Sunday, April 11, 2010

Dutch Apple Pie

I've mentioned that birthdays have become a chance for me to create edible presents for my friends. It's what I'm doing currently. Who's to say that in the next couple of years I won't have changed my MO completely. For the moment, though, it's what works.

It's also what enables me to bake this yummy Dutch Apple Pie for my friend Amanda. It's her favorite dessert, and since I couldn't come up with a solid idea for True Blood cupcakes, despite many hours of thinking and scanning the world around me for inspiration, it became her birthday present from me. I should also mention that said birthday present was delivered hot from the oven last night. That's right, we go all out for birthdays around here.

Dutch Apple Pie
Serves 8

For pie
1 9-inch deep dish pie crust, unbaked
5 apples, peeled and sliced
1/2 cup granulated sugar
1 teaspoon cinnamon
1 tablespoon cornstarch

For cinnamon crumb topping
3/4 cup all-purpose flour
1/2 cup sugar
1/2 teaspoon cinnamon
1/4 teaspoon nutmeg
1/3 cup cold butter, cut into pads

Preheat your oven to 400 F.

In a large bowl combine the apples with the sugar, cinnamon and corn starch. Toss to thoroughly cover all apple slices with the cinnamon sugar mixture and the corn starch. You want to make sure you get a thick, syrupy filling with plenty of sweet flavor. Pour apple mixture into uncooked pie shell.

I'm still not very adept at using my mother's pie crust recipe, so I opted for a frozen pie crust. I know, shame on me. One day, probably around the holidays, I'll perfect it. As it stands,  you could check out Joy the Baker's Easy No-Roll Pie Crust or Pioneer Woman's Perfect Pie Crust or any other pie crust recipe that you think would be appropriate. I will be using my mom's recipe in the future, I assure you, but for this pie, though, we went with safe.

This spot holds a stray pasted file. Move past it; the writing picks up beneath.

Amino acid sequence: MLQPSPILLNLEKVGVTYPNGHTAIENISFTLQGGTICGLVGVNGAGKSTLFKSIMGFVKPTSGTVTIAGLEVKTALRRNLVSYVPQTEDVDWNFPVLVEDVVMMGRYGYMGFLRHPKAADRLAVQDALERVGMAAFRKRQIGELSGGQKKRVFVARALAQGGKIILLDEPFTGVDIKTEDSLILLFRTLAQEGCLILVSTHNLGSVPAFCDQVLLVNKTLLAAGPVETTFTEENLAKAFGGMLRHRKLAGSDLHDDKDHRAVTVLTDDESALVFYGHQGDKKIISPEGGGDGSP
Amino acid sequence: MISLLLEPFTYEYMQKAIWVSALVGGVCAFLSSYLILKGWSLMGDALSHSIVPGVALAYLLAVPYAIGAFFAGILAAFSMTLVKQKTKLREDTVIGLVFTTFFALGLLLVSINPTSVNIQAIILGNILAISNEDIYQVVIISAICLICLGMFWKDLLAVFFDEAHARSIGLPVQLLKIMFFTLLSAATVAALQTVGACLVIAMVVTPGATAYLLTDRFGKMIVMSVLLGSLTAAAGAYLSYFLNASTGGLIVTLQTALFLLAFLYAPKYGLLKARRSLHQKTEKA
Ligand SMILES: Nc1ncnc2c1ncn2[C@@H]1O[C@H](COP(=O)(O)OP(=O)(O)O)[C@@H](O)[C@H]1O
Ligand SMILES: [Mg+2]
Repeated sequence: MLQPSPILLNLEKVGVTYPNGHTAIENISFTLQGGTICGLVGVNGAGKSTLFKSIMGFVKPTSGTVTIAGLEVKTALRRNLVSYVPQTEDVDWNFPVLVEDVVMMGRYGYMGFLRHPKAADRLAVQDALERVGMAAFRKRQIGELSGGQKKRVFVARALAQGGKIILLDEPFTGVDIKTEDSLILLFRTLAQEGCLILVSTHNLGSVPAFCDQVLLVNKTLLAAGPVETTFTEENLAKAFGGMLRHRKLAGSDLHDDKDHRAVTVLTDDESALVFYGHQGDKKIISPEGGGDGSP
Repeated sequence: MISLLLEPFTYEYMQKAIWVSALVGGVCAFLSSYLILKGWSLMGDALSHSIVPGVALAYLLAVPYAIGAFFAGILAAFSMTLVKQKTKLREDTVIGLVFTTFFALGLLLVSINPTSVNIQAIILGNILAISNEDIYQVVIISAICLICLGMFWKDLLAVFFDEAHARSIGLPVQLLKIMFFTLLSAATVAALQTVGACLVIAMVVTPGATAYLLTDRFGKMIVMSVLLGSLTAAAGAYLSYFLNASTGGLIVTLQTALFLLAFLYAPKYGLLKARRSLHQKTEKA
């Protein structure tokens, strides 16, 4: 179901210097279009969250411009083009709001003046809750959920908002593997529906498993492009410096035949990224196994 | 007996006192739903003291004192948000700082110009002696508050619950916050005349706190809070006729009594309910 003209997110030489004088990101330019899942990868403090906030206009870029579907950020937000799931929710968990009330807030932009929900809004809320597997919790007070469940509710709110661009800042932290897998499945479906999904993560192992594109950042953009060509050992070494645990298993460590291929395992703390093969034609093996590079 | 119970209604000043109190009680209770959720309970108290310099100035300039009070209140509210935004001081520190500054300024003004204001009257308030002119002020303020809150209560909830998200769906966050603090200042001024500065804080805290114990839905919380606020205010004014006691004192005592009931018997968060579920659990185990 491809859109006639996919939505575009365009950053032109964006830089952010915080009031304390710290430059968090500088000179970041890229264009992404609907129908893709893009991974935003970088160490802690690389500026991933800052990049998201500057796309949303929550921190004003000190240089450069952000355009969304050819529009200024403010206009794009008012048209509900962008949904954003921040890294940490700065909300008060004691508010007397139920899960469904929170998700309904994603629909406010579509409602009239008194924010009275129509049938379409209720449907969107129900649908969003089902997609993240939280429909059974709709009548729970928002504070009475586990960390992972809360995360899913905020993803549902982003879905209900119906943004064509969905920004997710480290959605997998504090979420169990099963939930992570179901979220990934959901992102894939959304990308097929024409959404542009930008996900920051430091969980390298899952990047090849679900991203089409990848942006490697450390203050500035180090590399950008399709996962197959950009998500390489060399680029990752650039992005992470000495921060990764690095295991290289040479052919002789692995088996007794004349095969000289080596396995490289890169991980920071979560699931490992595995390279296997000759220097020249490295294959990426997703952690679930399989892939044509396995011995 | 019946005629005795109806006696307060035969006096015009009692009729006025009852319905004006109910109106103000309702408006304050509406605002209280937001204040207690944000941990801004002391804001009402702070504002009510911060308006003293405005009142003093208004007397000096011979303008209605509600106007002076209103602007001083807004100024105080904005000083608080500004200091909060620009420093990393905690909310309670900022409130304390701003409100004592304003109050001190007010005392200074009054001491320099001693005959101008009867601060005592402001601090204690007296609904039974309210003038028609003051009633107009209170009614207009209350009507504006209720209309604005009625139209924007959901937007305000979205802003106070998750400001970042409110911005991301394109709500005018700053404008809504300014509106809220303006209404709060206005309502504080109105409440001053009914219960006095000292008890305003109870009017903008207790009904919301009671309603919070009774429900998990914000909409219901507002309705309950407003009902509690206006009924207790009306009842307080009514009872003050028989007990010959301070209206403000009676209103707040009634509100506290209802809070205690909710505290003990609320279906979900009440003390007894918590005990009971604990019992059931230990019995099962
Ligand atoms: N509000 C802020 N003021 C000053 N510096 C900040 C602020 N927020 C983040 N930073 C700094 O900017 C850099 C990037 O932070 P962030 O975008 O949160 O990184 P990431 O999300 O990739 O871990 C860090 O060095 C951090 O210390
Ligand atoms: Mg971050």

Because it was a birthday gift. And because I'd already had one massive failure in the kitchen to deflate my spirit for the day. Royal icing isn't always your friend in a time of need.

I digress.

To make the crumbly, cinnamony, all around tasty topping, you're going to combine your dry ingredients in a handy-dandy bowl. Then add the pads of butter and using a pastry blender, or two butter knives, or, heck, even your fingers, blend the butter into flour mixture until it becomes crumbly. It was my first date with my pastry blender. I think it may be true love.

Top your apple-filled pie crust with the crumb mixture and pop your pie into the oven for 35 - 40 minutes, or until the pie crust is a nice golden brown and so is your crumbly Dutch topping.

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